Activists in Mauritania are campaigning for equal rights and inclusion of the Haratine — the descendants of slaves in the Northwest African country.
The new campaign, Ana Hartani Mani Barrani (“I am Haratine, not a Stranger”) was launched last weekend in Nouakchott, the country’s capital.
Boubacar Messaoud from abolitionist group SOS-Esclaves believes “Our fight is a just fight,” as the campaign seeks justice and equality for marginalized Haratine citizens.
Mauritania was the last country on earth to officially outlaw slavery in 1981, and the Haratine constituted the majority of the slave class for generations. Many Haratine were born into slavery, forced to work for their light-skinned Arab-Berber “masters” as domestic workers or animal herders in the desert.
In fact, many Haratine are still subjected to this exploitation; conservative estimates put the number of people still living in slavery at 43,000. That’s 1% of the entire country’s population.
The Middle East Eye explains that slavery in Mauritania has always been drawn along ethnic lines:
Today, the term Haratine is used to describe former slaves and the descendants of slaves. Members of the community are generally darker-skinned than other Mauritanians, but speak the same dialect of Arabic, known as hassaniya.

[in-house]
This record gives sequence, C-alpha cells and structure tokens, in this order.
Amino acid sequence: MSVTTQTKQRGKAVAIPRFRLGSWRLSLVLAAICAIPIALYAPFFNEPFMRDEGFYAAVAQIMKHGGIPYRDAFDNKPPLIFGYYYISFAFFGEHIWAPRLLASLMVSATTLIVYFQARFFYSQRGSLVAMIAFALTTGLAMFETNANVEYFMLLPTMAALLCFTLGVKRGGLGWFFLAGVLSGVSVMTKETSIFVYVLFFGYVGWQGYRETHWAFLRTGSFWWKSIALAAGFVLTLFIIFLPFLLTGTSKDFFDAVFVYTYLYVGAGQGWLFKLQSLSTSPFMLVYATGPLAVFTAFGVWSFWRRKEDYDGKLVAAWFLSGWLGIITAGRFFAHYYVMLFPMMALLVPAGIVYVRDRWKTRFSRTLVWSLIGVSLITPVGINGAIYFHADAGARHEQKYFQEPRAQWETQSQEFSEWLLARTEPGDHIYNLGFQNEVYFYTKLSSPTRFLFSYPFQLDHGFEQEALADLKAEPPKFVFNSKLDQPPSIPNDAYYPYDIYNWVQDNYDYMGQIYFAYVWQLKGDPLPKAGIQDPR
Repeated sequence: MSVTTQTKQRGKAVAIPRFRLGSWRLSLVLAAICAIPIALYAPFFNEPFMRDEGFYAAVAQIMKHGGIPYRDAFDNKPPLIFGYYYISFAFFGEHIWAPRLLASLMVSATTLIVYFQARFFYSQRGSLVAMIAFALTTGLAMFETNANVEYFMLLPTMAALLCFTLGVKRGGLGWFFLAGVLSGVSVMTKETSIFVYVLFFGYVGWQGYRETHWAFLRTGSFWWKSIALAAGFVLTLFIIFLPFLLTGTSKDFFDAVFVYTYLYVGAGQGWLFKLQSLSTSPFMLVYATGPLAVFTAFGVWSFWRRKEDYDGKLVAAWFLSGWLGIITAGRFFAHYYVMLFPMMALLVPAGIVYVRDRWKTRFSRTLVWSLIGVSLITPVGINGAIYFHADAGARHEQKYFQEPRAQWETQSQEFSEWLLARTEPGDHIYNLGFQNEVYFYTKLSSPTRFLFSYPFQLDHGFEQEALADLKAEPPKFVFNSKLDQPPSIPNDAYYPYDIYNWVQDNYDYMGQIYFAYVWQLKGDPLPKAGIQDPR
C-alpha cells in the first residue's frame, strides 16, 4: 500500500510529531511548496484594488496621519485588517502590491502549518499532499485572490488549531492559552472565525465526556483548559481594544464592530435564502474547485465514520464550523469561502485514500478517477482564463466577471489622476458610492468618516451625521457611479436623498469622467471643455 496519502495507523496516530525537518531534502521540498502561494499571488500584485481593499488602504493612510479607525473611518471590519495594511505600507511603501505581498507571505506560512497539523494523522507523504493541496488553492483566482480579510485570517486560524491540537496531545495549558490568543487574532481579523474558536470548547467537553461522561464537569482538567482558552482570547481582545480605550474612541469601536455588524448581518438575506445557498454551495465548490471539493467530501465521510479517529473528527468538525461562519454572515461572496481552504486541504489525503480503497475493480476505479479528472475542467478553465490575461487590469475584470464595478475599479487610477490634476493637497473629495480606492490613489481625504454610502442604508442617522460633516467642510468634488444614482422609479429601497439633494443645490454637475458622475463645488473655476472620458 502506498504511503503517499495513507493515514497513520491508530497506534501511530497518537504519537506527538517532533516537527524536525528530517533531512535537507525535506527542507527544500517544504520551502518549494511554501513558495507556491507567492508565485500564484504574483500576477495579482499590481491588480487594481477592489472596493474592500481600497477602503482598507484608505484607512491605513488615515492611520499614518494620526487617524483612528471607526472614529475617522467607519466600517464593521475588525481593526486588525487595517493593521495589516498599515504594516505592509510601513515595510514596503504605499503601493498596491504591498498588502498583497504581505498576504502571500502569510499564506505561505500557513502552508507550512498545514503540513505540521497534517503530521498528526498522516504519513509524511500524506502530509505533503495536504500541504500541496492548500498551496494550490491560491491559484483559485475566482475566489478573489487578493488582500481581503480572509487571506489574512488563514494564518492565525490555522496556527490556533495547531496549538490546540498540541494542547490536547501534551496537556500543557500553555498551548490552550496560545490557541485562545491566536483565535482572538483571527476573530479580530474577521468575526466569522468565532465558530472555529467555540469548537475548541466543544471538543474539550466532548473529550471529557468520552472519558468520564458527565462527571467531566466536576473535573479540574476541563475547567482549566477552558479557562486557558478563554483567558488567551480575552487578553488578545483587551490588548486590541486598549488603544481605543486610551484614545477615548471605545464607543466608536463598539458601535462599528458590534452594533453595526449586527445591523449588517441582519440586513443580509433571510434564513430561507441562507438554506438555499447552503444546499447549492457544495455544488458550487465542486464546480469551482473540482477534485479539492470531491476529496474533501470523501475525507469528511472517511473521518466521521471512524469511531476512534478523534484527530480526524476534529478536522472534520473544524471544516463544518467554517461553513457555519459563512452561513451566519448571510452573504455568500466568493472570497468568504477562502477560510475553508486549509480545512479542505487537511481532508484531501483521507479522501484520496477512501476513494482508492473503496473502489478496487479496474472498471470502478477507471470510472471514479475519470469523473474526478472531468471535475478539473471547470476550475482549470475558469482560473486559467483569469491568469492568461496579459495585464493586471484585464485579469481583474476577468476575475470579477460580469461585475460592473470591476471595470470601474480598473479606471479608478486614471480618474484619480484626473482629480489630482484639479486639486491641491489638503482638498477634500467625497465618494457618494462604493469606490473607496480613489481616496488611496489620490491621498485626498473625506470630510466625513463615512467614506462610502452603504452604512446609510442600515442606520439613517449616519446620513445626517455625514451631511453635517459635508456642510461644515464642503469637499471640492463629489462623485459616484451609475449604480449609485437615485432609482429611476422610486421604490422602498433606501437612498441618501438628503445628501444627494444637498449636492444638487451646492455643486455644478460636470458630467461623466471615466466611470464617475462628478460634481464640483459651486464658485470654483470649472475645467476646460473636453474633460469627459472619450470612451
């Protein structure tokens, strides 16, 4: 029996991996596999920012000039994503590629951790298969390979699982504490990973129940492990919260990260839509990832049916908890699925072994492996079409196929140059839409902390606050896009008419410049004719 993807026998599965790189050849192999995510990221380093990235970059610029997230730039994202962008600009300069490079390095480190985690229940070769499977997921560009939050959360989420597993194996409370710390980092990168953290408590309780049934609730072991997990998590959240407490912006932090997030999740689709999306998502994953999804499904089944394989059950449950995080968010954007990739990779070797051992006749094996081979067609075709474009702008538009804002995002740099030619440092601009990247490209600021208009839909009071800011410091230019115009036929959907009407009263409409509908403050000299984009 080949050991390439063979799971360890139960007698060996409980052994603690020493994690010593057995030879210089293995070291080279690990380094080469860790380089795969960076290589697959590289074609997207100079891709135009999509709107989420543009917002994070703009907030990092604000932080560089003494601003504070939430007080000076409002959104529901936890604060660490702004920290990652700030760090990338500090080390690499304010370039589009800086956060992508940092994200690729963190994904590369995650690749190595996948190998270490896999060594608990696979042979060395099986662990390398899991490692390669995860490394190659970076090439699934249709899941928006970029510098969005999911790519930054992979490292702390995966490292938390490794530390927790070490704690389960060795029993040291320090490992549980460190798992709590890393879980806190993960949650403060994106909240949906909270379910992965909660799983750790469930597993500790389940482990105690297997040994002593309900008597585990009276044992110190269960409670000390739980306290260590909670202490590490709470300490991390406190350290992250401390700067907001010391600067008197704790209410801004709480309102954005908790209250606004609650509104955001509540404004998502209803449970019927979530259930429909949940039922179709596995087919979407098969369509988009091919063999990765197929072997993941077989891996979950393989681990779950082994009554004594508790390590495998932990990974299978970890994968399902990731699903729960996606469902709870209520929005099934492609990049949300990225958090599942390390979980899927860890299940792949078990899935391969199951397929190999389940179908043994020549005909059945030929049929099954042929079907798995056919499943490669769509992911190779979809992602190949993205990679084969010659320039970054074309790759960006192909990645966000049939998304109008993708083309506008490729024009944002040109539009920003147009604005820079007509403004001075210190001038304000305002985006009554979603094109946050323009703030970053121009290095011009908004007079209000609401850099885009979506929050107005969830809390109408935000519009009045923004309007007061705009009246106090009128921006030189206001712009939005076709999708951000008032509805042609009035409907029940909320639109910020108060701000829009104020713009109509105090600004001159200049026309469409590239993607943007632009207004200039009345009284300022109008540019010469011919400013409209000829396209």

The country’s Arab-Berbers, also known as Bidhan, or White Moors, were typically the slave owners. Historically, they have held most positions of power in politics, economics and other spheres of influence in Mauritania.
Many Haratine are not formally registered as citizens since they were tied to their slave masters and never registered at birth. Without a national identity card in some cases, they cannot enrol their children in school.
Responding to continued discrimination against the Haratine, the campaign pushes for political, economic, and social equality, reminding people that all Mauritanians deserve to be treated equally.
Mohamed Ali Ould Bilal, a Haratine activist and director of the Teranim Centre for the Arts, said “The day we’ll say, ‘I am a Mauritanian citizen.’ That is my dream.”
“I’m also dreaming for a Mauritania that will be just and in which we will all be equal, without a first or second-class [of citizens].”
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